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The media has been focused on the Turkish economy which has been sputtering lately, leading to a currency crisis. The word ‘contagion’ has become overused by the media since Turkey is such a small part of the economy. Turkish stocks are only 0.05% of the MSCI all world index. The media has been missing the elephant in the room which is the Chinese economic slowdown. The advancement of America and the decline of China has pushed markets to the brink of major volatility.

As you can see from the Economist chart below, the CSI 300 has cratered while the S&P 500 has increased to near record levels. 

Source: The Economist

While the chart makes it look like the tariffs caused the issues in China, it’s mostly a cyclical problem. However, the weakness does put China in a bad place to negotiate trade deals. In a game of chicken, the loser will be the one in the position of weakness which will crack because the pain is too harsh.

Yuan & Shanghai Composite Crater

Chinese weakness and American outperformance have caused the dollar to rally which is hurting commodity prices. Furthermore, other emerging markets are feeling the pain. Even though America is the largest economy in the world, because it grows slower than China, it can’t make up for China’s weakness. China will make up 31% of global GDP growth in 2018, while America only makes up 11% of GDP growth. The chart below shows the sharp decline in both the Chinese Yuan and the Shanghai Composite index. 

Source: Bloomberg

The Shanghai Composite is down 23.46% since January 26th. You can say the American economy has caused a wide divergence because it is outside the loop of the global cycle. America extended its cycle with fiscal stimulus through the tax cuts and spending boost.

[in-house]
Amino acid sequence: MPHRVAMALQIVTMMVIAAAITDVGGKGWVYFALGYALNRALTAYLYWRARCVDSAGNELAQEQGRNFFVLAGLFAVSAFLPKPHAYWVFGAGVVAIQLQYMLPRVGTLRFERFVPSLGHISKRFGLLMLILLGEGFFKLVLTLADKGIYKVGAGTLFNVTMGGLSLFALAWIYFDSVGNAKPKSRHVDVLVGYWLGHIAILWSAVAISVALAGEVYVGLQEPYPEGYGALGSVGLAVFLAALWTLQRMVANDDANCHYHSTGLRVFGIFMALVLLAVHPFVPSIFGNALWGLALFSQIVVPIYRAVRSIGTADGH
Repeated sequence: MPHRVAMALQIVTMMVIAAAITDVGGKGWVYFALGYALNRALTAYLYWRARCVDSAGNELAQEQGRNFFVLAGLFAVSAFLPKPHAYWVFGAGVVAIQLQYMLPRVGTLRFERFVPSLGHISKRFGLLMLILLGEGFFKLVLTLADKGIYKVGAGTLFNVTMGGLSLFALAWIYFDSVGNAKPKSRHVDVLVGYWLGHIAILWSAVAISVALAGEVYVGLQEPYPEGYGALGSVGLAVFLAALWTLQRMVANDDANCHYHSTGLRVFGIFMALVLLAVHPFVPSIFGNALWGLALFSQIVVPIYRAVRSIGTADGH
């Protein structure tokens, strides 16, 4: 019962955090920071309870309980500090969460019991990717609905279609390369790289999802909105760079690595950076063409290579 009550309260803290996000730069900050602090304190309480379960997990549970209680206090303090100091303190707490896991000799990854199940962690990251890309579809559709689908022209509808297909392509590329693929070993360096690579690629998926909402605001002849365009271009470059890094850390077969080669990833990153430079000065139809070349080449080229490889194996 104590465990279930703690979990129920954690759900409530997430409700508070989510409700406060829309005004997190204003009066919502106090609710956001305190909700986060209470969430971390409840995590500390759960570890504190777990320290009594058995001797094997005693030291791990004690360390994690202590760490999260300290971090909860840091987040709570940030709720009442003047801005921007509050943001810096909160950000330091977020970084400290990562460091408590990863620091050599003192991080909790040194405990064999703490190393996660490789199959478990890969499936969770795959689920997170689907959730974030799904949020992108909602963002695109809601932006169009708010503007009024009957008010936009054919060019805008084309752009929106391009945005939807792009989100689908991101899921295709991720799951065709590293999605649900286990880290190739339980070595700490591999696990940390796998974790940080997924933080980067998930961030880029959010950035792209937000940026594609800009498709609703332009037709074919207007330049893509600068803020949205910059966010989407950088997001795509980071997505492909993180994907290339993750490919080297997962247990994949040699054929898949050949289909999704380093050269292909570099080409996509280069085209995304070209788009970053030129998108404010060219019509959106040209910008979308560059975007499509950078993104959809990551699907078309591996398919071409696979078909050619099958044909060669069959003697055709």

The strong dollar could be the undoing of America because it hurts export growth and international profits. The chart below shows that the increase in the trade weighted dollar has been the biggest reason the Goldman Sachs financial conditions index has become more stressed. 

Source: Goldman Sachs

The Fed funds rate has had no effect, possibly because interest rate policy hasn’t become contractionary yet. However, rate hikes are part of the reason the dollar is strong; everything is related. To be clear, financial conditions are still very loose. If conditions become tight, a recession will occur because lending won’t be able to drive business expansion.

China Is A New Tail Risk

The Merrill Lynch survey below shows the biggest tail risks the market faces. Those are the risks not being priced in which could have a major impact on the market. 

Source: Merrill Lynch

It’s somewhat dubious to have a survey of tail risks because the entire premise of a tail risk is it comes out of nowhere. Either way, the Chinese slowdown has entered the fray as the 3rd biggest tail risk in August 2018. China has been slowing for years, but it had a respite in 2017 as growth was solid.